A SWINDON-based teacher who kissed a 14-year-old student while working in Wales has been banned from teaching in England and Wales.
Danish Bilha Maider Khan, 31, who has been called ‘a risk to pupils’ has been struck off the teaching register after being given a prohibition order.
Khan, who had worked at Stratton Education Centre and Riverside since 2006, was found guilty in June of two counts of misconduct by a General Teaching Council for Wales professional conduct committee.
It related to Khan making inappropriate remarks to teenagers and kissing a 14-year-old student in 2004 and 2005 while he was a teacher at two separate schools in Gwent, South Wales.
The former science teacher was not at yesterday’s hearing in Cardiff, where disciplinary committee member Helene Mansfield delivered the judgment.
She said Mr Khan showed no insight into the fact he abused his position by denying the allegations, adding: “He poses a continuing risk to pupils and prohibition is the only way of protecting young people and maintaining public confidence in the teaching profession.”
Mr Khan cannot apply to re-register for at least two years. Swindon Council suspended from his job at Stratton Education Centre when the allegations came to light earlier this year.
Nicky Watkins, who has a child at Riverside school, said: “He came across as a great teacher with a good personality, capable of teaching children with special needs from all backgrounds,” she said.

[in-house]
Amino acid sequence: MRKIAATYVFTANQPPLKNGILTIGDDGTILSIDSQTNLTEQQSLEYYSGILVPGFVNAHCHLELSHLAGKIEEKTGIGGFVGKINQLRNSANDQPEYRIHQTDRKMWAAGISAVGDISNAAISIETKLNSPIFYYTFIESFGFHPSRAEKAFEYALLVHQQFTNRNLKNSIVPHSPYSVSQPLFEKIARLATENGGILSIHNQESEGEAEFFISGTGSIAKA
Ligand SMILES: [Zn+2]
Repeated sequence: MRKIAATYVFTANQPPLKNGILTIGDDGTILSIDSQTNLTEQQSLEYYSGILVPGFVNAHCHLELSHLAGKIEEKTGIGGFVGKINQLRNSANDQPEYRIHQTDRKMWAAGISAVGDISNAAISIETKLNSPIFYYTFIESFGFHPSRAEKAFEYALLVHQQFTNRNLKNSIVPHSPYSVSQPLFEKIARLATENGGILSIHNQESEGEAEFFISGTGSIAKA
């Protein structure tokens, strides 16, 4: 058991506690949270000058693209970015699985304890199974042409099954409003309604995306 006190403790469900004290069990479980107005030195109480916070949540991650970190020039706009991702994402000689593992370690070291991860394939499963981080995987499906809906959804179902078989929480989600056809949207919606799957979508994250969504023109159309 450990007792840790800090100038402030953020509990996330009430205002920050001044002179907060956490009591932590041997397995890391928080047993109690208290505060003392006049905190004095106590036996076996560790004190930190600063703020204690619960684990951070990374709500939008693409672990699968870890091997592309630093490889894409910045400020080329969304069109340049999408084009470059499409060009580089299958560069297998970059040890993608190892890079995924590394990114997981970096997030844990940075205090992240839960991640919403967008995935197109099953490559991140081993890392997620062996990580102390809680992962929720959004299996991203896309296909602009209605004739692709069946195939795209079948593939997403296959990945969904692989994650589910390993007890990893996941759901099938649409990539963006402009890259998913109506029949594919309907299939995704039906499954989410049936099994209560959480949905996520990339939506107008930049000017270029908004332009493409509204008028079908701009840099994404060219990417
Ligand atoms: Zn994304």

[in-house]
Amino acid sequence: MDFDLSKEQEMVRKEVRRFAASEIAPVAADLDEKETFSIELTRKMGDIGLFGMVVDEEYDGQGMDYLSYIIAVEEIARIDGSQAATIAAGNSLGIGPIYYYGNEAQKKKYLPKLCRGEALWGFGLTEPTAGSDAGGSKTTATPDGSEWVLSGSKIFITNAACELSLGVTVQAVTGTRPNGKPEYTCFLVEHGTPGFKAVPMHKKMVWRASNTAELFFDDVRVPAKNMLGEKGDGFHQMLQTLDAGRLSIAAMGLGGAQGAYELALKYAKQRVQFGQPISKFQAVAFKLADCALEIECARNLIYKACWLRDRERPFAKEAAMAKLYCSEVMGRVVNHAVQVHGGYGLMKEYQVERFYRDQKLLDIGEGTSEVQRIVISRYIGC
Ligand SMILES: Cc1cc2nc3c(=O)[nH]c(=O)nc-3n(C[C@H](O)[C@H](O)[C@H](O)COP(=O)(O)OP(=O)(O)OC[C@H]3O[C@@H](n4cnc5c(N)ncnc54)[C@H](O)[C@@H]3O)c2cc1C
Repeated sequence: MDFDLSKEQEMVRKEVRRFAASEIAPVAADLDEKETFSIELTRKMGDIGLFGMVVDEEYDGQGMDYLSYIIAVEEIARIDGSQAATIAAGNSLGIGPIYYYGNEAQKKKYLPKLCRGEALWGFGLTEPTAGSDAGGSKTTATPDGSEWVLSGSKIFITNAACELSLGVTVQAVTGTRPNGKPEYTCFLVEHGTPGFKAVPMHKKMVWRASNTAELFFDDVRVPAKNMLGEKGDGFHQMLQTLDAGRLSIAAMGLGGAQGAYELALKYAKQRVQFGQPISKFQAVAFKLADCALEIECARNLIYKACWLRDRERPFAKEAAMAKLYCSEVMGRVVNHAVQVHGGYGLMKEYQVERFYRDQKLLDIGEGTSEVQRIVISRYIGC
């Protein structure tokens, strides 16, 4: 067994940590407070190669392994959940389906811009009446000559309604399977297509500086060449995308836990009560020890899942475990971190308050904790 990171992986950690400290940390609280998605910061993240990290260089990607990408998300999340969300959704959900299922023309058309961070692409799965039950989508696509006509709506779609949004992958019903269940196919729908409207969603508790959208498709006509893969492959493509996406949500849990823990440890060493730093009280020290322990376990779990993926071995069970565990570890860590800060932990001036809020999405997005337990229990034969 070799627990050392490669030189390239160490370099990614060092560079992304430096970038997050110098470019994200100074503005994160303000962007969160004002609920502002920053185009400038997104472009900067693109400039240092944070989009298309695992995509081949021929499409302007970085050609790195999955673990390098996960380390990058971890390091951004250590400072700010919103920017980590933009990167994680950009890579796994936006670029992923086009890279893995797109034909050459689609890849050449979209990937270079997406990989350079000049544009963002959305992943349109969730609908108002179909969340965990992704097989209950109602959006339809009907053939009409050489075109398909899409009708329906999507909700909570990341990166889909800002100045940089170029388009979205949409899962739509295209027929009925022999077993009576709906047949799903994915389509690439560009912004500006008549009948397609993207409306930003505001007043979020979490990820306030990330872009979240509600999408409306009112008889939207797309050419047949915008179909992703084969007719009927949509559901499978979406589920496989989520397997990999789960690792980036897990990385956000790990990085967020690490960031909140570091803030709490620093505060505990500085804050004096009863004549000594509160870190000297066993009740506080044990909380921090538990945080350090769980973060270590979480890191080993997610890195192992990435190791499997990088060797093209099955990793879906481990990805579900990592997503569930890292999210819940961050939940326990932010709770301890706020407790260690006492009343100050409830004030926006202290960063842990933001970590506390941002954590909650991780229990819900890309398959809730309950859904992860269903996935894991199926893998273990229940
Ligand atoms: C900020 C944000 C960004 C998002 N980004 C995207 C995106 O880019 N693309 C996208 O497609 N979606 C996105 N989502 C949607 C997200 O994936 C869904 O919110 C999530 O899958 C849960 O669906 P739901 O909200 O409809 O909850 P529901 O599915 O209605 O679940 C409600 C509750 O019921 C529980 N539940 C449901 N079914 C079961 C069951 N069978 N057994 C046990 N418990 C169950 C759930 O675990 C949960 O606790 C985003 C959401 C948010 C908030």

“He was friendly and encouraged, as I thought, children to build their self- esteem up.
“In my opinion he abused his position, and as he was teaching in a protected centre, the children are very vulnerable."
Mr Khan had denied both allegations. The latter was investigated by Gwent Police in 2008, following a complaint after he contacted the teenager through emails, and asked her to guess who he was. One clue he gave was ‘you had a snog off me’.
The Crown Prosecution Service decided not to prosecute.
The committee was told Mr Khan made sexual and inappropriate remarks, including one relating to drug use, while at the Valleys school.
He claimed one remark – that a pupil was ‘stressed because she isn’t getting it’ – was misinterpreted by a learning support assistant.
The hearing in June also heard he had been convicted of six counts of theft in 1999 and 2000 and served three months in a young offenders’ institution.
However, Ms Mansfield said these are from more than 10 years ago and prior to Mr Khan being registered as a teacher.
He has 28 days to appeal the decision or the earliest he can apply to reregister is 2014, when a panel would consider his request.
MR KHAN’S representative, Colin Adkins of the NASUWT union, said he didn’t attend yesterday’s hearing as he had been subject to racist and Islamophobic abuse on a website.
Posters had been trying to find where Mr Khan now lives, so he was advised not to attend.
Mr Adkins said Mr Khan maintains he did nothing wrong: “He was a newly-qualified teacher finding it difficult to manage a class and resorted to trying to bridge the divide by using over-friendly language and befriending pupils.”
He said he is now ‘flourishing’ in his new job and had ‘every chance of a good career’ before the proceedings.
Mr Adkins said he believed there could have been a degree of ‘racial discrimination’ in the allegations.